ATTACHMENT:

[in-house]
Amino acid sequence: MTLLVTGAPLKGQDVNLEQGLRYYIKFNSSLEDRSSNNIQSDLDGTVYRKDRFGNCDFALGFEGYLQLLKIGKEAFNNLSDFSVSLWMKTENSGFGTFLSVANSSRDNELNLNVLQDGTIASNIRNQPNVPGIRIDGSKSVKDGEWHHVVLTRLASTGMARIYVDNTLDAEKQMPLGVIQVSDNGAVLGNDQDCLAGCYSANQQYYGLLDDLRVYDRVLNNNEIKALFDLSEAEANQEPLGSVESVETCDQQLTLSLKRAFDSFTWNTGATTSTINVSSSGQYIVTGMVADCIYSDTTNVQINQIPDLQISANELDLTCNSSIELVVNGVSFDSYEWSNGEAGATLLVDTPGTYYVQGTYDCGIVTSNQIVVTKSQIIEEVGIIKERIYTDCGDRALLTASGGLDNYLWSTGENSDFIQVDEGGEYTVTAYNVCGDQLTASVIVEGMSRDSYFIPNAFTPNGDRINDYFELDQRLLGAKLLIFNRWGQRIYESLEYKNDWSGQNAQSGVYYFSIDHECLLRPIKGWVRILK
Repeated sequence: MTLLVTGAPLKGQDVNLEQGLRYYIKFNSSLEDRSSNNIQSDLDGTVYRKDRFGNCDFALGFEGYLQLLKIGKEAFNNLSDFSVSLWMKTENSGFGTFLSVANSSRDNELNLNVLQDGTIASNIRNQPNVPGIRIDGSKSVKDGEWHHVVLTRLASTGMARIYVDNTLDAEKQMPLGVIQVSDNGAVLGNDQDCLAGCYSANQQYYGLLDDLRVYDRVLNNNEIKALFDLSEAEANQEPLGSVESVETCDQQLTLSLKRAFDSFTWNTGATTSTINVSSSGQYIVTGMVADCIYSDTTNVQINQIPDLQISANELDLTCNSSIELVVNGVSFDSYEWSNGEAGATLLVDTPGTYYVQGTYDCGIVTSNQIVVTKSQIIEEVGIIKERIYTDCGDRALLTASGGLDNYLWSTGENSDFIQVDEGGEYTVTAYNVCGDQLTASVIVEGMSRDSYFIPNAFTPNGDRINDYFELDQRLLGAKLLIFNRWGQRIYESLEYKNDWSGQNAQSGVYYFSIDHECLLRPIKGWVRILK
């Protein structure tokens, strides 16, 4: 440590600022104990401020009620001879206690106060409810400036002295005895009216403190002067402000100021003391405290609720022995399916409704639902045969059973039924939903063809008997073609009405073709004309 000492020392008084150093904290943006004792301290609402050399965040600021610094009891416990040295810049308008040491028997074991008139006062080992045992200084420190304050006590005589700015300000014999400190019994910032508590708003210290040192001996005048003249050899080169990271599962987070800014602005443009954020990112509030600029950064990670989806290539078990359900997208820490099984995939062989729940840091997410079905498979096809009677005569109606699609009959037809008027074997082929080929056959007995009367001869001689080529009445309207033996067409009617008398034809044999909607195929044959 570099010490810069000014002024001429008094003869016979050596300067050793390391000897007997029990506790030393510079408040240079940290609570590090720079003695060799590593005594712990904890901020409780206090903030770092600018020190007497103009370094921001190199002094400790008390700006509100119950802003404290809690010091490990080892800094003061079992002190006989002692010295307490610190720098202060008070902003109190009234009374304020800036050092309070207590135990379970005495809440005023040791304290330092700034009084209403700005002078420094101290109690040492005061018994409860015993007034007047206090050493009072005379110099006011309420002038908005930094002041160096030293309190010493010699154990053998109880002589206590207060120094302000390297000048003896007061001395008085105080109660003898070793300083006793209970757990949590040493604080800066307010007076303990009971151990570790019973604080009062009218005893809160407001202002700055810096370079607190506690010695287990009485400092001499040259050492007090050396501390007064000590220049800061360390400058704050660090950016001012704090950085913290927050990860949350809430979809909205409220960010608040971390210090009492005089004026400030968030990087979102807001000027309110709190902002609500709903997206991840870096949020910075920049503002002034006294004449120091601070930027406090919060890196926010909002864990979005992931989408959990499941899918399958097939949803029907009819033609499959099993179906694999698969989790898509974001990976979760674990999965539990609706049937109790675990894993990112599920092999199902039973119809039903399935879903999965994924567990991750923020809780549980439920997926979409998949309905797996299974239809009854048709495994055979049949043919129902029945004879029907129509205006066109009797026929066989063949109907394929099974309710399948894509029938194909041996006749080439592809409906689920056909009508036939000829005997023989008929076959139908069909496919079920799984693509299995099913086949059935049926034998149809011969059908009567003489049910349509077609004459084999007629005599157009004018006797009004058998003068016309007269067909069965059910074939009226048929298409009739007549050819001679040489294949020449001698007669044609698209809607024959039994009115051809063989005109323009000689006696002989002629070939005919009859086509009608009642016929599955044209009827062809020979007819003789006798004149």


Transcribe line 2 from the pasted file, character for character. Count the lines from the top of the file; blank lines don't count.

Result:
Amino acid sequence: MTLLVTGAPLKGQDVNLEQGLRYYIKFNSSLEDRSSNNIQSDLDGTVYRKDRFGNCDFALGFEGYLQLLKIGKEAFNNLSDFSVSLWMKTENSGFGTFLSVANSSRDNELNLNVLQDGTIASNIRNQPNVPGIRIDGSKSVKDGEWHHVVLTRLASTGMARIYVDNTLDAEKQMPLGVIQVSDNGAVLGNDQDCLAGCYSANQQYYGLLDDLRVYDRVLNNNEIKALFDLSEAEANQEPLGSVESVETCDQQLTLSLKRAFDSFTWNTGATTSTINVSSSGQYIVTGMVADCIYSDTTNVQINQIPDLQISANELDLTCNSSIELVVNGVSFDSYEWSNGEAGATLLVDTPGTYYVQGTYDCGIVTSNQIVVTKSQIIEEVGIIKERIYTDCGDRALLTASGGLDNYLWSTGENSDFIQVDEGGEYTVTAYNVCGDQLTASVIVEGMSRDSYFIPNAFTPNGDRINDYFELDQRLLGAKLLIFNRWGQRIYESLEYKNDWSGQNAQSGVYYFSIDHECLLRPIKGWVRILK